The Benefits of Practicing the Ashtanga Yoga Mysore Method
This powerful method of yoga allows for supported self-discovery and progression of your practice..
The Aṣṭāṅga yoga method of Sri K. Pattabhi Jois is well known for its ‘Mysore method’ of teaching, named for the city in South India in which Jois lived and taught for over 70 years. It is a traditional way to teach students individually but in a group environment. This differs from the standard led (guided) classes that are now common to most forms of yoga.
In ‘Mysore class’, students work at their own pace, practicing whatever series or section of a series that is appropriate for their individual needs and ability. The class is mostly silent apart from a few words of instruction, with only the combined sound of breathing in the room as a backdrop. It requires a skilled and experienced teacher able to give individual attention as and when each practitioner requires and with as little interruption as possible to the continuity of their inner flow of experience.
This method is particularly powerful when a student dedicates themselves to a single teacher. The nourishing of a close student-teacher relationship allows the teacher to understand the idiosyncrasies of each student, and gain an insight into how to help their progression both in the short and longer term.
At one level the teacher’s role is to make sure that each student is practicing correctly, including their breathing, vinyāsa, alignment in each posture, dṛṣti, etc. However, the Mysore method allows the teacher to give students enough space to explore and experience the yogic process internally, without unnecessary interference. They should guide them toward self-discovery, rather than trying to define their experience. Much of the time the teacher’s role is simply to provide a supportive environment for the yoga to evolve while observing their practice, making corrections only when necessary.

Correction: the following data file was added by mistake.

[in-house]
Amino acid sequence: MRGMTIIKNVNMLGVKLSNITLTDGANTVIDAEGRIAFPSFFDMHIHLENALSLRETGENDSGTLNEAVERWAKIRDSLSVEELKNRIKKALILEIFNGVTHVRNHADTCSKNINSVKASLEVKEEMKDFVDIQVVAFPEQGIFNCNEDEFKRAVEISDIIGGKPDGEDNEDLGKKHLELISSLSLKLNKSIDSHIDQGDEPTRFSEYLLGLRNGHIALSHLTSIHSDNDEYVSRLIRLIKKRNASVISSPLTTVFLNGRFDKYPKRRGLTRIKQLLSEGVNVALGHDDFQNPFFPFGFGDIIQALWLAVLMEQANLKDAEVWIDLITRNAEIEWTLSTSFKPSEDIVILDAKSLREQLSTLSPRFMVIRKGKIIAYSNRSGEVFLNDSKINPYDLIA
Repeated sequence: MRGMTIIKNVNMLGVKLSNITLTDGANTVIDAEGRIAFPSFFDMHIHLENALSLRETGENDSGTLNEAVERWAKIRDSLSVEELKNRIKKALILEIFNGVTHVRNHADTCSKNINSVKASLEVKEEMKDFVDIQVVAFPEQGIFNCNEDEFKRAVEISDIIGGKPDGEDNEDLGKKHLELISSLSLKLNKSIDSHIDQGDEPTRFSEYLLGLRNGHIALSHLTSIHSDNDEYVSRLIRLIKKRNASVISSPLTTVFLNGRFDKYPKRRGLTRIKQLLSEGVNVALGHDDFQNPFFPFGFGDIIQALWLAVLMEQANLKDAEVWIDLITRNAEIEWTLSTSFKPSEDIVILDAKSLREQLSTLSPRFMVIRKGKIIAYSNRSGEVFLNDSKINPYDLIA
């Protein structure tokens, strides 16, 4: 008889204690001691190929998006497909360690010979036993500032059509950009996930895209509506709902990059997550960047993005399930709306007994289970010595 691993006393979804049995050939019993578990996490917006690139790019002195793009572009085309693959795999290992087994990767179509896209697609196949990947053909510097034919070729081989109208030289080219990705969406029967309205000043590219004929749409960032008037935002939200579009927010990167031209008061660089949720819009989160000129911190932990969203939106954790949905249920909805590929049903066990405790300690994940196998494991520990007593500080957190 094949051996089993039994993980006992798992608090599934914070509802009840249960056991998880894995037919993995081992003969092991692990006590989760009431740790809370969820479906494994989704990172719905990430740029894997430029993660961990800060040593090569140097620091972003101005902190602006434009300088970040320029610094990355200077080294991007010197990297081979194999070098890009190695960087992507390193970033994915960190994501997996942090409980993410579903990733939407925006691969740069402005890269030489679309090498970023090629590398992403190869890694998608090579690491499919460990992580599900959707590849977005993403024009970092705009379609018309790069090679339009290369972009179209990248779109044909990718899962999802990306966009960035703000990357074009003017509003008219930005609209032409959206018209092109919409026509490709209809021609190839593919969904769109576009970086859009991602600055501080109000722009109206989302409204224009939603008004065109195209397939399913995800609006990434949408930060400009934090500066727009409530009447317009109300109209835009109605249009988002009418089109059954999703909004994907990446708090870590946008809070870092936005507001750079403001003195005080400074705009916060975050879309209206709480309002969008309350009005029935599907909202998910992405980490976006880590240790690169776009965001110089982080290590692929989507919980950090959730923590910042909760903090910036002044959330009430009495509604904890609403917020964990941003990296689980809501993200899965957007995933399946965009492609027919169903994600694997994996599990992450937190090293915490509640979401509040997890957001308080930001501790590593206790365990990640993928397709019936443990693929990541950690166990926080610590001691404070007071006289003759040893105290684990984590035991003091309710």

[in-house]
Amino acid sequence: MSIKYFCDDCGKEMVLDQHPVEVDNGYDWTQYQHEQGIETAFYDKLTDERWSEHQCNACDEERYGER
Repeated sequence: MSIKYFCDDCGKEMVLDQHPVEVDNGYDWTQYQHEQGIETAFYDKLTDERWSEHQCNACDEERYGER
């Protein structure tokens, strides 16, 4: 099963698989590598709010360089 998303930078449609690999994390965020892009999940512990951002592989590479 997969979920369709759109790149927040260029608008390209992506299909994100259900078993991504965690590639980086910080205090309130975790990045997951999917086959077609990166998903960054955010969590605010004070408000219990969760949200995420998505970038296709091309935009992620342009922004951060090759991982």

In modern culture, we are used to paying for services and expecting a tangible return. In yoga, what is being taught is often very subtle and unfolds slowly over time. When a student has an attitude or expectation of paying for service, there is less of an opportunity for self-discovery and the process of yoga is less likely to take place. Mysore teachers must therefore educate students in the philosophy and methodology of Aṣṭāṅga yoga so that students will fully embrace the opportunity for supported self-learning to get the most out of their practice.
In the Mysore room, there exists the opportunity for complete silence. Often only a few words may need to be exchanged between a student and their teacher throughout the whole class. For some, particularly those who are used to being guided, the silence can be confronting. But just as silence in a library allows you to become immersed in the subject that you’re reading, silence in the Mysore room supports a focused and attentive practice.
I occasionally hear from a new student that they have come to yoga class in order to ‘switch off’, preferring to just follow along in a guided environment. Patañjali defines yoga as the ability to maintain stable and unwavering attention, thus ‘switching off’ is somewhat antithetical to yoga. Conversely, self-practice requires the development of greater focus and attention, and over time the result is a calmer and less scattered mind, resulting in the liberation of more energy. The memorization and self-direction inherent in the Mysore method are important in this process.